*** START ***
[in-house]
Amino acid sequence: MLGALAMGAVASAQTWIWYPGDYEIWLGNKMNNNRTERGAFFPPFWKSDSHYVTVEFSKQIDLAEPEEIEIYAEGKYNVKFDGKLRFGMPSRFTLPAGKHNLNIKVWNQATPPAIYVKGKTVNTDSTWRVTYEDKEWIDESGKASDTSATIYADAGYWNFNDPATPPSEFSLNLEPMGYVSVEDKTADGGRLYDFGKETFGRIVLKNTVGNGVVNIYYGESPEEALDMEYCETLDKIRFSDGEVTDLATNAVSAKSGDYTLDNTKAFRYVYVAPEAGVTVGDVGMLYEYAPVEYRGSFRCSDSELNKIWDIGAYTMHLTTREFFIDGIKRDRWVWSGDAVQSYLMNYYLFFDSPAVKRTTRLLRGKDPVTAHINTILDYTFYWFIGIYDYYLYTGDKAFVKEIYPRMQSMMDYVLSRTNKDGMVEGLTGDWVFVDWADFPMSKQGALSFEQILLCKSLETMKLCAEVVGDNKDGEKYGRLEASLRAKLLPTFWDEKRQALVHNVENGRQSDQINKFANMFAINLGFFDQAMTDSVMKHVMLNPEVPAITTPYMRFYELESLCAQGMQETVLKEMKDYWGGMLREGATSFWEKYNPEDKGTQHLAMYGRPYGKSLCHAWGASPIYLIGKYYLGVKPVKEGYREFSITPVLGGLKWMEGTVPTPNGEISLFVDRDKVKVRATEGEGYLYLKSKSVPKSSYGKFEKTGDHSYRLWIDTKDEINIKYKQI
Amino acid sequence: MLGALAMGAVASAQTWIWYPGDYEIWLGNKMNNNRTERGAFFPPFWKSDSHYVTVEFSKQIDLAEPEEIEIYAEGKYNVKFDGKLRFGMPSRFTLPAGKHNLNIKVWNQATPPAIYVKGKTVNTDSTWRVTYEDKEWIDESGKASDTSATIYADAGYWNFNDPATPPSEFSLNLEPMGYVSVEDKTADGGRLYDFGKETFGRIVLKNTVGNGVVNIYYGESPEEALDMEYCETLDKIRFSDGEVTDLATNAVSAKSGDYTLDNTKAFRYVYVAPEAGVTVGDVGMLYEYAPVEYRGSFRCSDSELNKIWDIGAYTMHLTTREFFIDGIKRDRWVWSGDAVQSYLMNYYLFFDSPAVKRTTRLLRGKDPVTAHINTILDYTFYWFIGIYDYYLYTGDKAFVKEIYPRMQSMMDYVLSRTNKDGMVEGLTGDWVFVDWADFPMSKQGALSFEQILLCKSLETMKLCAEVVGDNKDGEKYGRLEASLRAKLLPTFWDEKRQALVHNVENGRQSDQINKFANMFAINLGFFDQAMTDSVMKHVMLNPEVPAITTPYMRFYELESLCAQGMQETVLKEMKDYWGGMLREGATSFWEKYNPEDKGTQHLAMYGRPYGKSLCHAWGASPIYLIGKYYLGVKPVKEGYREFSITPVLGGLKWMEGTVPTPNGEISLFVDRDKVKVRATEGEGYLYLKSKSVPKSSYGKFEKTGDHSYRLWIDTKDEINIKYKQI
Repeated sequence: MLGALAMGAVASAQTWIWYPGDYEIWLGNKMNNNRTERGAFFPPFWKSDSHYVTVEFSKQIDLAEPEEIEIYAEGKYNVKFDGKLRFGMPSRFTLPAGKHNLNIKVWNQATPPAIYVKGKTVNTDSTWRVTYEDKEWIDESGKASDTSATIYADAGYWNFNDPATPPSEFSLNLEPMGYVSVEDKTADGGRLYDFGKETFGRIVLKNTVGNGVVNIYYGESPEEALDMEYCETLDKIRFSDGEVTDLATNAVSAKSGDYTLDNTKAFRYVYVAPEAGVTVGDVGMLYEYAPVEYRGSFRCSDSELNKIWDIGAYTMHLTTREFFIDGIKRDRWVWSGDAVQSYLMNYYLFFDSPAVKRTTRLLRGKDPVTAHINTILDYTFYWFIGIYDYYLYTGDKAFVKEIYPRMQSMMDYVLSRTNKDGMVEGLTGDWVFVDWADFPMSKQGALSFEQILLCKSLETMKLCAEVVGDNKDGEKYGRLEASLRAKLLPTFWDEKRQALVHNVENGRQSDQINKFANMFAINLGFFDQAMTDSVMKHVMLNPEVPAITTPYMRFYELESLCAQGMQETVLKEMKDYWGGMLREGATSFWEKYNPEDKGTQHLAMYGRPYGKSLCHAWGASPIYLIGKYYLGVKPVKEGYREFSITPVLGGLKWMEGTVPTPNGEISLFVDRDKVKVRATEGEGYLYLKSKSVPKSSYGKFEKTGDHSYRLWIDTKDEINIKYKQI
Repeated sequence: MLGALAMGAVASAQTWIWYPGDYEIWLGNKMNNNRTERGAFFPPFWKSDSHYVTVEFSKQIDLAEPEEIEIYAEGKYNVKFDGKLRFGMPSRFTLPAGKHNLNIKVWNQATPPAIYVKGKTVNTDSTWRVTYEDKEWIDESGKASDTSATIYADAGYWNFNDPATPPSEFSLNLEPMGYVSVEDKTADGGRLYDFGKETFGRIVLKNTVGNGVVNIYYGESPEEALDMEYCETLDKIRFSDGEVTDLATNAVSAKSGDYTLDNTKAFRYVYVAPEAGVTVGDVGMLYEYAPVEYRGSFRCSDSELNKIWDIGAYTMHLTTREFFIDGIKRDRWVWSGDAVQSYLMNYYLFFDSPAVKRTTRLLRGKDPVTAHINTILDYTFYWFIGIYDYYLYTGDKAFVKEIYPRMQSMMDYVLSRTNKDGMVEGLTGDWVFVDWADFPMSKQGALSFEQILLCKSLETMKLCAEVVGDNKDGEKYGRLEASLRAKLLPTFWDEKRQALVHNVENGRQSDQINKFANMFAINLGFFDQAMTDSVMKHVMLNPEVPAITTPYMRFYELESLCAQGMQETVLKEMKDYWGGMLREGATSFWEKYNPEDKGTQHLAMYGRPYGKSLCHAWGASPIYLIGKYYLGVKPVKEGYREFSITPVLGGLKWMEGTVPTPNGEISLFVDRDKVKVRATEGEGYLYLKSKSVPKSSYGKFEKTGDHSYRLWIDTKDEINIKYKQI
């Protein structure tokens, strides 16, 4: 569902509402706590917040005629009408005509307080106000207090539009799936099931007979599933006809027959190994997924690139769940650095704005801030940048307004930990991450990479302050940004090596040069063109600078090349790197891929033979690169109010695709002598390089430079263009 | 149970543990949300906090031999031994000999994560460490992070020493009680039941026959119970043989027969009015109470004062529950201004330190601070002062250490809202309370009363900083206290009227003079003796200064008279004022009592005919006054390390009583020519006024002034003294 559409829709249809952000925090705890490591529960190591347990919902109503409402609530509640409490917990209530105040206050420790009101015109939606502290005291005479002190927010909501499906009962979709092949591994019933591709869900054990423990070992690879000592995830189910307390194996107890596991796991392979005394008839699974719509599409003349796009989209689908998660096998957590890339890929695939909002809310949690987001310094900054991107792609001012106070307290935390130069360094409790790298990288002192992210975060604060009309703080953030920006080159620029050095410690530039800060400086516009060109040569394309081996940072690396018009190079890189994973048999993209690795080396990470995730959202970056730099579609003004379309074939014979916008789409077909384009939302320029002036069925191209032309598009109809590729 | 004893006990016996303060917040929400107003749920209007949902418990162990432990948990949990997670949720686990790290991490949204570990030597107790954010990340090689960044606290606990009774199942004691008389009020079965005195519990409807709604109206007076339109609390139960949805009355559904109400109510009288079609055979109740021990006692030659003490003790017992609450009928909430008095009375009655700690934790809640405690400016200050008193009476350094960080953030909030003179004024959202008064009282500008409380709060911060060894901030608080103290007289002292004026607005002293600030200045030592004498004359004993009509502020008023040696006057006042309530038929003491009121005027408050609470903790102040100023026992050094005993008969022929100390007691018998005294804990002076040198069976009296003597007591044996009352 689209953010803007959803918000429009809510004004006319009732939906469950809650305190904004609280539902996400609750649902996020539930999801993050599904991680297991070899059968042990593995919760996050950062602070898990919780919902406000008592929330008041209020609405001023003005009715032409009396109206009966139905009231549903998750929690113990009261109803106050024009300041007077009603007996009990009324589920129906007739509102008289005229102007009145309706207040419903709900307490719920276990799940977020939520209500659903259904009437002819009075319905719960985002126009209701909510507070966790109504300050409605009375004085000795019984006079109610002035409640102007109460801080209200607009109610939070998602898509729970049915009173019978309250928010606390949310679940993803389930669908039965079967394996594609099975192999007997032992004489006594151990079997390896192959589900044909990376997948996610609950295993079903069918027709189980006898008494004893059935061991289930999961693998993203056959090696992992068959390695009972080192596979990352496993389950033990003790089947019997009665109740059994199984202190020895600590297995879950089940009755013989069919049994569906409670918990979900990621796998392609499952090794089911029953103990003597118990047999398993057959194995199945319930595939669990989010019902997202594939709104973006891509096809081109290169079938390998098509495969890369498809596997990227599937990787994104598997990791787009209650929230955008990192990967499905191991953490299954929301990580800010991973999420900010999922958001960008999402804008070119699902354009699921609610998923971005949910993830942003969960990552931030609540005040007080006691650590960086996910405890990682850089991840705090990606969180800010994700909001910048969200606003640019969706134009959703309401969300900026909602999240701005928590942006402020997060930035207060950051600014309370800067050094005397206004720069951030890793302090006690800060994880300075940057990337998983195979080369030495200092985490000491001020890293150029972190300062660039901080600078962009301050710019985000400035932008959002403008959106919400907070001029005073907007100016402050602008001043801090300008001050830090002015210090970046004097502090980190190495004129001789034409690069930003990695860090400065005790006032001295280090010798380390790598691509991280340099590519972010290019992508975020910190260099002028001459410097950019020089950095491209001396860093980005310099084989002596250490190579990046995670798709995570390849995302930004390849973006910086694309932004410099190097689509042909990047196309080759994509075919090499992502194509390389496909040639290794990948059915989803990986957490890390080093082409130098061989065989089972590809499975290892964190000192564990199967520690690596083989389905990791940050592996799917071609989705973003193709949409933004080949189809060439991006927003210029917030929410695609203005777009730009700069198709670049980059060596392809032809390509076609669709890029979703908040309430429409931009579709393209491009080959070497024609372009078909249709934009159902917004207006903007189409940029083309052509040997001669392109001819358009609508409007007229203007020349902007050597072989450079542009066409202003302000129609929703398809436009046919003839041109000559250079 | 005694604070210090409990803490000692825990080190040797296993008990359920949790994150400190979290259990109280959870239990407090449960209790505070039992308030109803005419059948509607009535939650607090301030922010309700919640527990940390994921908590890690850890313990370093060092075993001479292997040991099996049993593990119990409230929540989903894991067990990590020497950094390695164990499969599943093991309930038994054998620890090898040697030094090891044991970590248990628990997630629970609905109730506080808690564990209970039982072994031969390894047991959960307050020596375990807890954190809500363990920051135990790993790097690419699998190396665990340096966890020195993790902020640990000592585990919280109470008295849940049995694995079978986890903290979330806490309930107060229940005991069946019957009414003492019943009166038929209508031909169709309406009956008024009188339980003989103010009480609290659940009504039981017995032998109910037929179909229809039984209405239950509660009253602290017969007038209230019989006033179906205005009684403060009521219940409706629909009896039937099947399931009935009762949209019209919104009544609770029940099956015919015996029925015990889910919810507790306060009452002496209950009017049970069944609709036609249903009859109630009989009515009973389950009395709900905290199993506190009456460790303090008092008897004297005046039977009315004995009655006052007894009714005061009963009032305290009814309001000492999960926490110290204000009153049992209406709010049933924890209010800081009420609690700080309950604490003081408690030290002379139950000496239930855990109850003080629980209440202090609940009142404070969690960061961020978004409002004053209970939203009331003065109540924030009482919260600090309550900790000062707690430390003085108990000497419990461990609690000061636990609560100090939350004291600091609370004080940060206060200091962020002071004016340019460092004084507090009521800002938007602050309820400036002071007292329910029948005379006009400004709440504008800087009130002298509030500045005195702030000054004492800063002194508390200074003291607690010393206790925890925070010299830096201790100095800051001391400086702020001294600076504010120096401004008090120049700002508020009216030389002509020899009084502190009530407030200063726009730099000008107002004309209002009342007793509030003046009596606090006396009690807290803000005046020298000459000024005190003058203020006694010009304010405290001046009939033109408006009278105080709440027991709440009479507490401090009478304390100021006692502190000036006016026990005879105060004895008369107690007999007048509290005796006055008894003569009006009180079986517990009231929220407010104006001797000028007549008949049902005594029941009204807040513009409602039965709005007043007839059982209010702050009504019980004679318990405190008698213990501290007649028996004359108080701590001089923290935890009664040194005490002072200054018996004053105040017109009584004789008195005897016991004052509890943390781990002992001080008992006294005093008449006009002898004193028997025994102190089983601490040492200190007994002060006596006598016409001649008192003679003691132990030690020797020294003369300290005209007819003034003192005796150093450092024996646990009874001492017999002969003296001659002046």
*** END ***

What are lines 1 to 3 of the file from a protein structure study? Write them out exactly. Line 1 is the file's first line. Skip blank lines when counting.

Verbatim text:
[in-house]
Amino acid sequence: MLGALAMGAVASAQTWIWYPGDYEIWLGNKMNNNRTERGAFFPPFWKSDSHYVTVEFSKQIDLAEPEEIEIYAEGKYNVKFDGKLRFGMPSRFTLPAGKHNLNIKVWNQATPPAIYVKGKTVNTDSTWRVTYEDKEWIDESGKASDTSATIYADAGYWNFNDPATPPSEFSLNLEPMGYVSVEDKTADGGRLYDFGKETFGRIVLKNTVGNGVVNIYYGESPEEALDMEYCETLDKIRFSDGEVTDLATNAVSAKSGDYTLDNTKAFRYVYVAPEAGVTVGDVGMLYEYAPVEYRGSFRCSDSELNKIWDIGAYTMHLTTREFFIDGIKRDRWVWSGDAVQSYLMNYYLFFDSPAVKRTTRLLRGKDPVTAHINTILDYTFYWFIGIYDYYLYTGDKAFVKEIYPRMQSMMDYVLSRTNKDGMVEGLTGDWVFVDWADFPMSKQGALSFEQILLCKSLETMKLCAEVVGDNKDGEKYGRLEASLRAKLLPTFWDEKRQALVHNVENGRQSDQINKFANMFAINLGFFDQAMTDSVMKHVMLNPEVPAITTPYMRFYELESLCAQGMQETVLKEMKDYWGGMLREGATSFWEKYNPEDKGTQHLAMYGRPYGKSLCHAWGASPIYLIGKYYLGVKPVKEGYREFSITPVLGGLKWMEGTVPTPNGEISLFVDRDKVKVRATEGEGYLYLKSKSVPKSSYGKFEKTGDHSYRLWIDTKDEINIKYKQI
Amino acid sequence: MLGALAMGAVASAQTWIWYPGDYEIWLGNKMNNNRTERGAFFPPFWKSDSHYVTVEFSKQIDLAEPEEIEIYAEGKYNVKFDGKLRFGMPSRFTLPAGKHNLNIKVWNQATPPAIYVKGKTVNTDSTWRVTYEDKEWIDESGKASDTSATIYADAGYWNFNDPATPPSEFSLNLEPMGYVSVEDKTADGGRLYDFGKETFGRIVLKNTVGNGVVNIYYGESPEEALDMEYCETLDKIRFSDGEVTDLATNAVSAKSGDYTLDNTKAFRYVYVAPEAGVTVGDVGMLYEYAPVEYRGSFRCSDSELNKIWDIGAYTMHLTTREFFIDGIKRDRWVWSGDAVQSYLMNYYLFFDSPAVKRTTRLLRGKDPVTAHINTILDYTFYWFIGIYDYYLYTGDKAFVKEIYPRMQSMMDYVLSRTNKDGMVEGLTGDWVFVDWADFPMSKQGALSFEQILLCKSLETMKLCAEVVGDNKDGEKYGRLEASLRAKLLPTFWDEKRQALVHNVENGRQSDQINKFANMFAINLGFFDQAMTDSVMKHVMLNPEVPAITTPYMRFYELESLCAQGMQETVLKEMKDYWGGMLREGATSFWEKYNPEDKGTQHLAMYGRPYGKSLCHAWGASPIYLIGKYYLGVKPVKEGYREFSITPVLGGLKWMEGTVPTPNGEISLFVDRDKVKVRATEGEGYLYLKSKSVPKSSYGKFEKTGDHSYRLWIDTKDEINIKYKQI